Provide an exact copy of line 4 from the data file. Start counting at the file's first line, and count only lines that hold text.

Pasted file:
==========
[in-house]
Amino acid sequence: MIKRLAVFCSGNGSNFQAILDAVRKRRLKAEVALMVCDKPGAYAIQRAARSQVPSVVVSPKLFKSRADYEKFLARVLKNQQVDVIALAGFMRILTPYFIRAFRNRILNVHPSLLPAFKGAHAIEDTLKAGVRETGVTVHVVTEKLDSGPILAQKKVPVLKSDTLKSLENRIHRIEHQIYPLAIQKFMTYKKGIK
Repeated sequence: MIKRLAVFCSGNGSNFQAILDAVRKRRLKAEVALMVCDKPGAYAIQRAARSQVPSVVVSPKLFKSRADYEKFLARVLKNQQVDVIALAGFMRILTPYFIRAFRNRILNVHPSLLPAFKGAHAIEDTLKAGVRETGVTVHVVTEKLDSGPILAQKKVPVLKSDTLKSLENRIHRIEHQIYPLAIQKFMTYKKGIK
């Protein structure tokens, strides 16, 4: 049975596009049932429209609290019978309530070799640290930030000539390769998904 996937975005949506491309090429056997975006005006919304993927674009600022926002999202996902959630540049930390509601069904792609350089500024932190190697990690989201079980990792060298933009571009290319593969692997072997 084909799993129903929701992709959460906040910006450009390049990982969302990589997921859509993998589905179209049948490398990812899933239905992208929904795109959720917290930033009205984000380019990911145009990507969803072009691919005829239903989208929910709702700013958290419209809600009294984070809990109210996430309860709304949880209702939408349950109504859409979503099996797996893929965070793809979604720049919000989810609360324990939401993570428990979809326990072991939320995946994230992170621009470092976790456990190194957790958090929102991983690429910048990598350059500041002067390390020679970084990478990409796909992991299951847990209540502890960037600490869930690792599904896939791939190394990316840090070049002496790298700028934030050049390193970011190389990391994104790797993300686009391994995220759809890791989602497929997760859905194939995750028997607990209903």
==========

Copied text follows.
């Protein structure tokens, strides 16, 4: 049975596009049932429209609290019978309530070799640290930030000539390769998904 996937975005949506491309090429056997975006005006919304993927674009600022926002999202996902959630540049930390509601069904792609350089500024932190190697990690989201079980990792060298933009571009290319593969692997072997 084909799993129903929701992709959460906040910006450009390049990982969302990589997921859509993998589905179209049948490398990812899933239905992208929904795109959720917290930033009205984000380019990911145009990507969803072009691919005829239903989208929910709702700013958290419209809600009294984070809990109210996430309860709304949880209702939408349950109504859409979503099996797996893929965070793809979604720049919000989810609360324990939401993570428990979809326990072991939320995946994230992170621009470092976790456990190194957790958090929102991983690429910048990598350059500041002067390390020679970084990478990409796909992991299951847990209540502890960037600490869930690792599904896939791939190394990316840090070049002496790298700028934030050049390193970011190389990391994104790797993300686009391994995220759809890791989602497929997760859905194939995750028997607990209903």